It's mostly a matter of preference, but the way you hold a pen(cil) does influence the pressure, precision, range, and rotation.
Everyone develops a preferred way of holding a pen (often when learning to write), and as this grip is likely used the most, it usually is the most comfortable for that person. Because of this experience (training), this grip usually allows for the most control over whatever is being put to paper. Even if a person has two different grips for writing and drawing, both are likely developed sufficiently to allow for interchanging. Some people might resort to their 'writing grip' when adding detail or, vice versa, when sketching, depending on their handwriting.
Still - and this can become obvious when looking at pencil grips from a mechanical standpoint - the way one holds a pen(cil) has an effect on the pressure one can exert with the point, and the precision and range with which one can draw.
Finding the proper average for any specific task can increase the effectiveness of that technique.
A general rule is to adjust your grip to the shapes you have to put down.
As with many other tools, the pen(cil) will ideally be treated as an extension of your body, and the grip should adapt to what your mind dictates to be put to paper, becoming a natural and subconscious link in this mechanism. I think it's helpful to think about this while drawing, so you can become aware of what aspects could use extra attention.
The different aspects of drawing can be manipulated with these adjustments:
- Pressure is easier to control when a pen(cil) is held close to the tip.
- Similarly, precision is easier to control when a pen(cil) is held closer to the tip, but only for precision within relatively small areas. To draw more precisely within larger areas, you also need to have better control of the range:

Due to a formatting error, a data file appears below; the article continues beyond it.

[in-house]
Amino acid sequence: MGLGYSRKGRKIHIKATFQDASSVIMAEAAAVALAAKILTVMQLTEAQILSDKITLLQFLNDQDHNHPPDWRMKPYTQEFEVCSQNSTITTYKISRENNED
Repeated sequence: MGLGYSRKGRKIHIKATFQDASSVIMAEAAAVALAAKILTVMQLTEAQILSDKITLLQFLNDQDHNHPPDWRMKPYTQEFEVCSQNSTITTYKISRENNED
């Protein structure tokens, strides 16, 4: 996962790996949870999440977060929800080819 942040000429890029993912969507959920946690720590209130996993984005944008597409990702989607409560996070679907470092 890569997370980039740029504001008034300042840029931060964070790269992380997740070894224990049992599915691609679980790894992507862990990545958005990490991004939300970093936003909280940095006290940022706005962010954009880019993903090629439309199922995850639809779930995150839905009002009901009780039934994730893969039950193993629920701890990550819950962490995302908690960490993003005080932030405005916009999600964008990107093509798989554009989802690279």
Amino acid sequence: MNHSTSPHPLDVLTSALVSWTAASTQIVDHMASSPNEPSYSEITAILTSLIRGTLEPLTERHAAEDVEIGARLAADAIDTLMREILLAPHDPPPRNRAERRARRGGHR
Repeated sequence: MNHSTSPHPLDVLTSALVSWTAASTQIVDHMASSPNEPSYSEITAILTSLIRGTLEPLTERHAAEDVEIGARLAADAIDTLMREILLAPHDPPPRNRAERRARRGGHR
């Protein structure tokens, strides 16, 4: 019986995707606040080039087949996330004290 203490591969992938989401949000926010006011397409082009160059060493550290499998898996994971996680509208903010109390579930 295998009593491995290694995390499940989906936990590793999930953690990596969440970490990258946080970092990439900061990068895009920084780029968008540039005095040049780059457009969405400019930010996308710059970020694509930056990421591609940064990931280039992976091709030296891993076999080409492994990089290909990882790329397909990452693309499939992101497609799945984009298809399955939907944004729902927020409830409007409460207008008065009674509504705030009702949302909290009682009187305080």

- You can increase range by moving your grip of the pen(cil) away from the tip, and vice versa. You can adjust the way you hold your pen(cil) while doing so (see 'other grips' below).
For control over both range and precision, you'll hold the pen(cil) at a compromising point along the shaft.
- Rotation or curving while drawing can be controlled at two points: using the pivot point where the pen(cil) is held between thumb and index finger, or using the pivot point of your entire hand at the side of your hand on which it rests on the paper or working surface (when working horizontally). You can shift these point easily.
Two extreme examples of more common grips (when working horizontally) are the following:
Holding your pen(cil) vertically (like in the video you linked) allows for more precision and higher pressure, and is useful for adding detail, to emphasize the correct lines in a sketch, darkening lines, or adding patterns (for textures, for example).
Holding your pen(cil) almost horizontally allows you to cover more area in less time, and to draw lighter lines, and is useful for (quick) sketching, arching or hatching of larger areas.
There are a lot of grips between these extremes, and your default grip is likely an average.
Then there are some rarer grips and 'tweaks':
- Working vertically (during live model drawing, for example), you can hold the pen(cil) as if holding a pointing stick, laser pointer, or conducting baton, even, where the end of the pen(cil) remains on the inside of your hand. This way, you can easily reach a large surface of the paper, from above your head to below your waist, while being able to quickly walk back and forward in order to see the overall image, almost as if you're fencing with your drawing.
- Along with the pivot points of the hand mentioned earlier (under 'parameters'), you can facilitate drawing arches and other rounded lines and shapes by adjusting the angle at which the pen(cil) lies in your hand and touches the paper (its 'yaw', if that makes it any easier :).
- With some grips you can use your pinky for extra stability and precision.
- (These last two 'tweaks' can also be used when you need to avoid parts of a drawing in order to prevent scuffing.)
I suggest experimenting with these parameters and the angle with which you hold the pencil.
Ultimately, though, it is whatever you feel most comfortable with.
I just stumbled upon this drawing from Gerardus Mercator's Literarum latinarũ, quas italicas, cursorias- que vocãt, scribendarũ ratio, from 1549. It shows the 'proper' way to hold a pen when writing on maps:
Not very helpful in regard to your question, but it gives it a little historical context :)